Table 3: Management Actions
Lead Agent and Key stakeholders9
Conserve and protect important crake and rail habitat on privately-owned land within Brisbane, through Council acquisition of significant habitat (Bushland Acquisition program) and conservation partnerships with private landowners (Wildlife Conservation Partnerships program).
Council, private landowners
Maintain habitat connectivity by ensuring linear infrastructure does not detrimentally impact on aquatic habitat connectivity in areas of wading bird habitat through Council’s Wildlife Movement Solutions program.
Where rehabilitation is being undertaken in suitable locations, replicate preferred habitats of crakes and rails.
Trial the replacement of weedy ground cover with vetiver grass (Vetivera zizaniodes).
Council, catchment and Habitat Brisbane groups
Develop a training course for Council field staff for the appropriate management of weedy wetlands.
Investigate options for mitigating the impacts of fuel reduction burns on the presence of crakes and rails and investigate the impact of wild fires which may be a greater threat.
Council, FABCon, universities
Seek collaborative partnerships to undertake research into: efficient techniques for the identification of presence of crakes and rails in Brisbane; distribution and abundance of crakes and rails in Brisbane; habitat preferences for all species in Brisbane; identify appropriate habitat areas within Brisbane that could be restored/rehabilitated; the impact of predatory domestic and feral animals on population structure and their effect on habitat quality e.g. trampling and pig rooting.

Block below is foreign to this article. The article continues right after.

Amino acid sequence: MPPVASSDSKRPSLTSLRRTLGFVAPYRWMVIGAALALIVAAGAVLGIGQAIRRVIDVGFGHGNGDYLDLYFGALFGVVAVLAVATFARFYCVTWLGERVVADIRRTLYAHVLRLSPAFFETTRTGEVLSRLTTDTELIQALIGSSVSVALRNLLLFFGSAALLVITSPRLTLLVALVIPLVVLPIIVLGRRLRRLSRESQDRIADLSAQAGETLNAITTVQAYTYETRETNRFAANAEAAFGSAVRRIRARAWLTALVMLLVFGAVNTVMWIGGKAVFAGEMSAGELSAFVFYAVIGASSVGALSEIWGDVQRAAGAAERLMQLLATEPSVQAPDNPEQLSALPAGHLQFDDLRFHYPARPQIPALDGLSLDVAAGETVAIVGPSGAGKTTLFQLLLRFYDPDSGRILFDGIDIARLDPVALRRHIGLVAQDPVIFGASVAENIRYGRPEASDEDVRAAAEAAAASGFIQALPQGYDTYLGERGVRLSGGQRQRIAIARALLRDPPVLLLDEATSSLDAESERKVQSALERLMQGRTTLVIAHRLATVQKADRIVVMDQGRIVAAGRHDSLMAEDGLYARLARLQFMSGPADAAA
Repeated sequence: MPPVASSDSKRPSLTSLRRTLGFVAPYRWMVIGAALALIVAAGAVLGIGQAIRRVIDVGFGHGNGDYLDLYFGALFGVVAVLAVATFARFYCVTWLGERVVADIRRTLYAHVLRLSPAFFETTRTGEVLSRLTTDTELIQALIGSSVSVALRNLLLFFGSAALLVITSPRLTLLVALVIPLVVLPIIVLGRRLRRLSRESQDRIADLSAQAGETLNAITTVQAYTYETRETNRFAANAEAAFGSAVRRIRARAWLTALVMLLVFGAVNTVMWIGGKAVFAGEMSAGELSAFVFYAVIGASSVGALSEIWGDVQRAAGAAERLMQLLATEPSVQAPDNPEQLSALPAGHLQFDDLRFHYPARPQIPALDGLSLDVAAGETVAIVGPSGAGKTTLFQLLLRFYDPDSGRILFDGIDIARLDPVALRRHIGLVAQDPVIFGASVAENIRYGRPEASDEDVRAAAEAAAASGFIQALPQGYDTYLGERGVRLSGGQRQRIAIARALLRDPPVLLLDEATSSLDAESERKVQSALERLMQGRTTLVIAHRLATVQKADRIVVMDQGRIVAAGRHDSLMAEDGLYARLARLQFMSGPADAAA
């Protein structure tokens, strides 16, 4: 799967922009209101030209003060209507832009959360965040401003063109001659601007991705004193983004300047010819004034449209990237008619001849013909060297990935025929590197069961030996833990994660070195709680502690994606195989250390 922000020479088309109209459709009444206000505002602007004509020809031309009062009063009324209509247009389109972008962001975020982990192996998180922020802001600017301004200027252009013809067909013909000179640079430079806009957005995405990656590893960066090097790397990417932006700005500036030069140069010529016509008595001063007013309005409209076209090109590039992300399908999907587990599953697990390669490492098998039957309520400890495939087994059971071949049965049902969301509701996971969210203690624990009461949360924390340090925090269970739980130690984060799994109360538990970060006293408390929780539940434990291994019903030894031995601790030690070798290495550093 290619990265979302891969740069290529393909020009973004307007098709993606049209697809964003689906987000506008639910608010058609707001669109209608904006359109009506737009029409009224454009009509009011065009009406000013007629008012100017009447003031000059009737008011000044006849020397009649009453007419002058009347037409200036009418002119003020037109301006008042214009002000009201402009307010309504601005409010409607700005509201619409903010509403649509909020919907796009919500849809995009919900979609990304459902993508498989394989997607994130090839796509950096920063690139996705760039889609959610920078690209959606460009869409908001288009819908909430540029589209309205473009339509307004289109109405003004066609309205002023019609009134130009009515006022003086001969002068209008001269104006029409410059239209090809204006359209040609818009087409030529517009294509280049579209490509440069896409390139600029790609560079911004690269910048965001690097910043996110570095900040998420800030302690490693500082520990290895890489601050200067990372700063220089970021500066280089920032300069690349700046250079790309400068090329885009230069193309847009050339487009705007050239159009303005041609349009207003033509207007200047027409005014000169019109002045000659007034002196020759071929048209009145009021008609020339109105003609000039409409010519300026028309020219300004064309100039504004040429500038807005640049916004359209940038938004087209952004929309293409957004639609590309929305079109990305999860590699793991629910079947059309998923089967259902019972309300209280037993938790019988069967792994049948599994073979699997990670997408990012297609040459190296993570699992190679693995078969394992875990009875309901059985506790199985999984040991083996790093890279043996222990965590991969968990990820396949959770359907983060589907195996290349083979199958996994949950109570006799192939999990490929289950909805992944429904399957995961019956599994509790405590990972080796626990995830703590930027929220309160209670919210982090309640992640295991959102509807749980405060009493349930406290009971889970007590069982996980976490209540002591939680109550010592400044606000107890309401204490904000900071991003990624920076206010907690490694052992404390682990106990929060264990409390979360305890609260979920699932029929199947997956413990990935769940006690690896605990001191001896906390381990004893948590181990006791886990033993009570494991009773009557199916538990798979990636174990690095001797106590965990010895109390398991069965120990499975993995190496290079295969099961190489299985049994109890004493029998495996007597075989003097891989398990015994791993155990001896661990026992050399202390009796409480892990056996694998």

Investigate the impacts of invasive species on the presence of crakes and rails and develop options for mitigating these impacts.
Develop protocols for mitigating the effects of rehabilitation of weedy wetlands for community groups and local government.
The habitat protection and management guidelines detailed in Table 4 are provided to assist environmental planners, land owners, land managers, private industry, community conservation groups and the broader community. These guidelines are preliminary and will be refined as more information about these species and their habitat requirements becomes available.
Table 4: Habitat Protection and Management Guidelines
Protect and enhance crake and rail habitat by applying the Biodiversity, Waterway and Wetland Codes and the Ecological Assessment Guidelines in association with any species specific assessment criteria when undertaking works in waterway and wetland habitat areas.
These guidelines are detailed and prescriptive. Crakes and rails are vulnerable to any disturbance or clearing of waterway, wetland and associated natural habitat for these species. Desiltation works, broad scale weed clearing and other major works in riparian zones may disturb important crake and rail habitat.
Undertake a survey to identify the presence of crakes or rails in known habitat areas before any weed removal works are undertaken.
Dense weedy habitat associated with wetlands and waterways may contain significant crakes and rails.